Planning for Snowdonia

This is a wild land, country of my choice, With harsh craggy mountain, moor ample and bare.
– Robert Graves, Excerpt from Rocky Acres

Established in 1951, Snowdonia National Park was the first designated national park in Wales, encompassing an area of 823 square miles, with diverse geographic regions including coast, mountains and woodlands. Snowdonia gets its name from its highest peak (tallest mountain in Wales), Snowden, which is 3,560 feet. Most land in the park is private at around 90 percent, with about 9 percent owned by the National Trust and less than 1 percent owned by the National Park Authority, which governs the area. 26,000 people live in the park, with 62 percent of the total population speaking Welsh (the park authority itself is actually a Welsh-speaking office). Tourism and agriculture largely drives the local economy, with a hole in the middle of the park where slate quarrying and mining activities occur.

What immediately caught our interest was Snowdonia’s unique mixture of private and public land. In the United States, national parks consist of public land held by the federal government in trust for the American people. Snowdonia, on the other hand, operates more like the Adirondack Park in Upstate New York, the largest park in the United States at 6.1 million acres, consisting of only about 43 percent public land. Managing these type of parks, public and private, require a more holistic perspective that goes beyond just environmental conservation and public access, but also considers local economic development, affordable housing, etc. Therefore, a development plan or master land use plan is adopted solely for the national park in keeping with the national spatial plan and surrounding local and regional plans. The governing entity for the area is the Snowdonia National Park Authority, which reports directly to the Welsh government.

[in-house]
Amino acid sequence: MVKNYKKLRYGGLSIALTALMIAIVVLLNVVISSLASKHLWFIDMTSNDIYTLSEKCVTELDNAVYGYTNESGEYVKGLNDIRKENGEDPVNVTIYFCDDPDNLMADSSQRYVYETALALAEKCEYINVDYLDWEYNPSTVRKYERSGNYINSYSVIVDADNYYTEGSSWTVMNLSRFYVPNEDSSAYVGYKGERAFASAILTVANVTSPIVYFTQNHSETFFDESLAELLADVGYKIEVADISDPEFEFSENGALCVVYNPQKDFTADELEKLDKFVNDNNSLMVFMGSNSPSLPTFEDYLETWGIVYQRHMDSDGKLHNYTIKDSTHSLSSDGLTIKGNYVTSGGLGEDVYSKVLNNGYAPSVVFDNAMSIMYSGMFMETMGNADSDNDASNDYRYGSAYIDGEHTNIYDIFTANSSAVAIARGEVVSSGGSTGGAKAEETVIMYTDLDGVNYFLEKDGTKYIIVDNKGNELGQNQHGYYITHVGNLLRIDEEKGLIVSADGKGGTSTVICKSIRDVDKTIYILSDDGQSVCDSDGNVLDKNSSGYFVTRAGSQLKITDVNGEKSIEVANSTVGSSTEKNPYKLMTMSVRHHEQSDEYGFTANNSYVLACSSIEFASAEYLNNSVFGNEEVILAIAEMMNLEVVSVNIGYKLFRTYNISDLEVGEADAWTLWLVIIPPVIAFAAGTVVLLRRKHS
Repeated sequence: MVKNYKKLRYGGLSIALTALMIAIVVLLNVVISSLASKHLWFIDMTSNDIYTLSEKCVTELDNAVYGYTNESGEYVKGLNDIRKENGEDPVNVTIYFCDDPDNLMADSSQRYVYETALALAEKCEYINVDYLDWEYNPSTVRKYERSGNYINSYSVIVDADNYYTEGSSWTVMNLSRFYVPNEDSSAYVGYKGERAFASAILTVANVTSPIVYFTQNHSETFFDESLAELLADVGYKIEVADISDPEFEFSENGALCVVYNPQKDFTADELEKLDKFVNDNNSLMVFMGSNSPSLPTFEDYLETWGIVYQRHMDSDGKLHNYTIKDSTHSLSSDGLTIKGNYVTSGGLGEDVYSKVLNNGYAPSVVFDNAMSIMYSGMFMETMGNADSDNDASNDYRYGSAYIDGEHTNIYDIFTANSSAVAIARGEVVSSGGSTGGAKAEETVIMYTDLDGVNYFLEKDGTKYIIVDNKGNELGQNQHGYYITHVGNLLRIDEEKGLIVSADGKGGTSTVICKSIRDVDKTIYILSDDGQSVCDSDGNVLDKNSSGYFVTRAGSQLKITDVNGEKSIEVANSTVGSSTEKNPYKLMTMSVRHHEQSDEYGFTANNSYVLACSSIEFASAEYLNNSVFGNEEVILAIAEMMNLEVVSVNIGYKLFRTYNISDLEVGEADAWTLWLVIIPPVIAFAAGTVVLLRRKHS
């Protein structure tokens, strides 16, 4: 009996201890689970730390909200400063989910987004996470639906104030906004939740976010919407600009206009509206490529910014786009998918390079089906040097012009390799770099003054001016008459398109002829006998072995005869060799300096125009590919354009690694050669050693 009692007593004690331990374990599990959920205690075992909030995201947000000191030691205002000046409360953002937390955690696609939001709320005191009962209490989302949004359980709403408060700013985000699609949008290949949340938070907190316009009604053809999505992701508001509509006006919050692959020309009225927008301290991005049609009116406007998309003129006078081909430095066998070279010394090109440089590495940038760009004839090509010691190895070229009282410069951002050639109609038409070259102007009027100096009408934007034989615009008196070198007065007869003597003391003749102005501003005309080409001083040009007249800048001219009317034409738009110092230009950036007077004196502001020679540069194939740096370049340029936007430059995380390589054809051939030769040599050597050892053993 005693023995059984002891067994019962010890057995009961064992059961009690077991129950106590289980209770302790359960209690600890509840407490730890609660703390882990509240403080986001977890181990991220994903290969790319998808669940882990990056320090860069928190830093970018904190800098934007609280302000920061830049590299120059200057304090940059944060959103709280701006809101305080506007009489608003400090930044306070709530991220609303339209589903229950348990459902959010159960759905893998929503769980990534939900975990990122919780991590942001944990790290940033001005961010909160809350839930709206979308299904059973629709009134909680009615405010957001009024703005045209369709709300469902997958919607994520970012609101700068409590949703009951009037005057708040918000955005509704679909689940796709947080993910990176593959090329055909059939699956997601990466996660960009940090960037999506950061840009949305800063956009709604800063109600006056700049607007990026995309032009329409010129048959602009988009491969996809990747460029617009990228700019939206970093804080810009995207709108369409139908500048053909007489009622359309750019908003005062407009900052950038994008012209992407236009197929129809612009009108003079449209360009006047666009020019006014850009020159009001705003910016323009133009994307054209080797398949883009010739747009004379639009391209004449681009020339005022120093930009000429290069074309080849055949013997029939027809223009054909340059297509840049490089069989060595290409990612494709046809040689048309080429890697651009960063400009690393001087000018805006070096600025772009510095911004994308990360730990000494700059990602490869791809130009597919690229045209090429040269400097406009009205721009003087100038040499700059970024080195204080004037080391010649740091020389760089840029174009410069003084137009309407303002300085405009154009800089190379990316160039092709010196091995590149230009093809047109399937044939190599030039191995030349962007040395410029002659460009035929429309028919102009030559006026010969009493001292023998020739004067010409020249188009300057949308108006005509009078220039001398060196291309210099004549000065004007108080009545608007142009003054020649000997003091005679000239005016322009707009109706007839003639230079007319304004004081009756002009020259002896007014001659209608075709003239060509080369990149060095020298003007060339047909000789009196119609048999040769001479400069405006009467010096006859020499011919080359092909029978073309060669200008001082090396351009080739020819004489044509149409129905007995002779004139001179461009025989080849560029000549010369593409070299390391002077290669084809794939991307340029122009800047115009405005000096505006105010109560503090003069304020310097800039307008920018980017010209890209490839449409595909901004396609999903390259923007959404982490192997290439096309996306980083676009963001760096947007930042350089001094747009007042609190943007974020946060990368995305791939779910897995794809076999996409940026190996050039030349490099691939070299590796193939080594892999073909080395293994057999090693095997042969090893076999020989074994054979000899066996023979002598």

It is a gloomy, rainy morning when we cycle into Penrhyndeudraeth, the location of the Snowdonia National Park main offices. Unfortunately, we had cycled in from the cycle route we were following, rather than the main road, so we got hopelessly lost looking for the office, engaging several locals in conversation before finally arriving at our destination. Thankfully, our interviewee, Iwan Evans, Interim Head of Planning and Policy, is there to greet us with some hot tea and two surprise colleagues, Rebeca Jones and Carys Dafydrl, Senior Planning Officer and Community Officer respectively. After entertaining us with the Welsh version of who really discovered America (Prince Madoc, a Welsh ruler, 300 years prior), Iwan, Rebeca and Carys, are happy to answer all of our questions pertaining to land access in the park and some of the successes and challenges encountered in planning for it.

Our first question pertains to access – if most land in the park is private, then how can it be considered a park? In England and Wales, the Countryside and Rights of Way Act of 2000 gives individuals (mainly pedestrians) certain rights to access land or paths. In some cases, the public has a right of way on public footpaths on private land, some of which are hundreds of years old. People on foot have a right to walk on these paths, but in some cases, land that is classified as “access land” allows the public to deviate from paths and roam freely on the land. Such land includes mountain, moor, heath, down, and registered common land. Rebeca looks up the figure for us; 60 percent of land in Snowdonia National Park is public access land. While people may not own the land, they certainly have a right to access it, though with some restrictions (cyclists don’t have this right). At this point in our discussion, all three rave about the Coastal Path, a public footpath that apparently covers the entire coast of Wales, making Wales the only country in the world to have such a path (not all of this path is in the park mind you, but we thought we’d mention it for walking/hiking enthusiasts).